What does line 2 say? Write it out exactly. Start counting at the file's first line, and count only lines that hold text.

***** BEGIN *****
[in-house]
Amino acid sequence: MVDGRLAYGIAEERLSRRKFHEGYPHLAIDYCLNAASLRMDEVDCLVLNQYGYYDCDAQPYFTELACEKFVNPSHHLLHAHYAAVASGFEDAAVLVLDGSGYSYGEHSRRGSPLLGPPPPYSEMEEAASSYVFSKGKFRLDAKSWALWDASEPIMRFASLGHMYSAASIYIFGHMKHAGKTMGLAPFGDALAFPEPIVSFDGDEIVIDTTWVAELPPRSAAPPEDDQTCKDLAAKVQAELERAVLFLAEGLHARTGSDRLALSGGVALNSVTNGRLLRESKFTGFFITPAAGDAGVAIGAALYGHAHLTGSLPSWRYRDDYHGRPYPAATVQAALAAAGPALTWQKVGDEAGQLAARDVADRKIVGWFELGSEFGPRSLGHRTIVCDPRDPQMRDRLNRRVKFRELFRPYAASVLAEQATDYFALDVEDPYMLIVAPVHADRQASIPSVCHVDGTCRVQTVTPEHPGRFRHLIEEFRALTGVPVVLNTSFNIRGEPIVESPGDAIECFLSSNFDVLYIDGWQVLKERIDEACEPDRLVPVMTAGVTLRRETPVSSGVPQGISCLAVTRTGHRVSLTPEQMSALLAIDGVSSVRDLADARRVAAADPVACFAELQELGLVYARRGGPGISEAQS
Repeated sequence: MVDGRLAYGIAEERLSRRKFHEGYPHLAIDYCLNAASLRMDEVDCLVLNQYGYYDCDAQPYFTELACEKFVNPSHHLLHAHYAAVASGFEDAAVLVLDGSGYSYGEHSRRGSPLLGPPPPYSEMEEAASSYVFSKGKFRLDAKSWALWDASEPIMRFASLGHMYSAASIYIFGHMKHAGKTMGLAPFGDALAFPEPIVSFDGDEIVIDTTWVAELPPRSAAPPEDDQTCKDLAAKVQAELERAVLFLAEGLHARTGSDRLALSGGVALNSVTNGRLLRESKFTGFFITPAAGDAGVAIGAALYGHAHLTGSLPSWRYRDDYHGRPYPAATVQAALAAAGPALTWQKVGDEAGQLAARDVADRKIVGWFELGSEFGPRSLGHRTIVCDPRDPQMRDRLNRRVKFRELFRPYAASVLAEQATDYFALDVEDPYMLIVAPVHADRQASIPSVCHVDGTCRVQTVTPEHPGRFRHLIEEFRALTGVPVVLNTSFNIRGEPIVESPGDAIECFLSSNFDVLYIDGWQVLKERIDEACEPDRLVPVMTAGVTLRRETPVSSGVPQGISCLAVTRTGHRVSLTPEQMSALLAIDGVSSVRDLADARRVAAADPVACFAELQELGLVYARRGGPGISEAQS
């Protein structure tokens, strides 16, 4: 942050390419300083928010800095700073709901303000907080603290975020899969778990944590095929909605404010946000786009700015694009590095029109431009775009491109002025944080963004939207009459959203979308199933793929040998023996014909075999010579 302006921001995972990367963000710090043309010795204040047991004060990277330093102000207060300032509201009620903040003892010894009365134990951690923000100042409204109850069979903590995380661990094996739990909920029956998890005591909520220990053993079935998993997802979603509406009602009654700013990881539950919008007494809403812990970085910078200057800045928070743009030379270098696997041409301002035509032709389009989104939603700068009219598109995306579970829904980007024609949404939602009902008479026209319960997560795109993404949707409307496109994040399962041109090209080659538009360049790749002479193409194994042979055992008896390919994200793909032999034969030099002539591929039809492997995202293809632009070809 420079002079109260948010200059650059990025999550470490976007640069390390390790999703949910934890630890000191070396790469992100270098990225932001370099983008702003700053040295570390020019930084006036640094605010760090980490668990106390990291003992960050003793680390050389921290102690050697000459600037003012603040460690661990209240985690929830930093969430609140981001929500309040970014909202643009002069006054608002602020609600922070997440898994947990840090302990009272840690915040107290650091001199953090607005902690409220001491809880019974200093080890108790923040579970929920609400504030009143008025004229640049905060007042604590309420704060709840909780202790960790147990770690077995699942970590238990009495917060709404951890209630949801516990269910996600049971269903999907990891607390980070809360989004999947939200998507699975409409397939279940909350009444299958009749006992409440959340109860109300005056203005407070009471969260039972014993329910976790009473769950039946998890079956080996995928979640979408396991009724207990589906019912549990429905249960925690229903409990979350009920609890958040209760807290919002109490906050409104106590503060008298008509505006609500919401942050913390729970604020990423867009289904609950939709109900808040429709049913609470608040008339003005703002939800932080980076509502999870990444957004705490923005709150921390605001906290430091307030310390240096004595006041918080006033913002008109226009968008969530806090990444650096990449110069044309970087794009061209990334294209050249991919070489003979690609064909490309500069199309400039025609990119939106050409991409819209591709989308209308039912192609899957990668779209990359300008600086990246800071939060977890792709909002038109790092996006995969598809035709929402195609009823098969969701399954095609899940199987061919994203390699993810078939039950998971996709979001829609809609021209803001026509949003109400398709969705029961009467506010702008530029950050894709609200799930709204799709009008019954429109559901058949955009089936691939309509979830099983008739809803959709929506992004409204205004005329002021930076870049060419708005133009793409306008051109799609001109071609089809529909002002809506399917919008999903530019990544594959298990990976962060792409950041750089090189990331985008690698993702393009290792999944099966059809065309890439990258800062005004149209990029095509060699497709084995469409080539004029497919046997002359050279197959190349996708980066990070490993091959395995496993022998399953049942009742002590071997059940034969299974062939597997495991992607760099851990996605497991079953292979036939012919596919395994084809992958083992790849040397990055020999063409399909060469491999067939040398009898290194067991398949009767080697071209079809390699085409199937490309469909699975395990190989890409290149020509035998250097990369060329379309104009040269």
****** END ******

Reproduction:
Amino acid sequence: MVDGRLAYGIAEERLSRRKFHEGYPHLAIDYCLNAASLRMDEVDCLVLNQYGYYDCDAQPYFTELACEKFVNPSHHLLHAHYAAVASGFEDAAVLVLDGSGYSYGEHSRRGSPLLGPPPPYSEMEEAASSYVFSKGKFRLDAKSWALWDASEPIMRFASLGHMYSAASIYIFGHMKHAGKTMGLAPFGDALAFPEPIVSFDGDEIVIDTTWVAELPPRSAAPPEDDQTCKDLAAKVQAELERAVLFLAEGLHARTGSDRLALSGGVALNSVTNGRLLRESKFTGFFITPAAGDAGVAIGAALYGHAHLTGSLPSWRYRDDYHGRPYPAATVQAALAAAGPALTWQKVGDEAGQLAARDVADRKIVGWFELGSEFGPRSLGHRTIVCDPRDPQMRDRLNRRVKFRELFRPYAASVLAEQATDYFALDVEDPYMLIVAPVHADRQASIPSVCHVDGTCRVQTVTPEHPGRFRHLIEEFRALTGVPVVLNTSFNIRGEPIVESPGDAIECFLSSNFDVLYIDGWQVLKERIDEACEPDRLVPVMTAGVTLRRETPVSSGVPQGISCLAVTRTGHRVSLTPEQMSALLAIDGVSSVRDLADARRVAAADPVACFAELQELGLVYARRGGPGISEAQS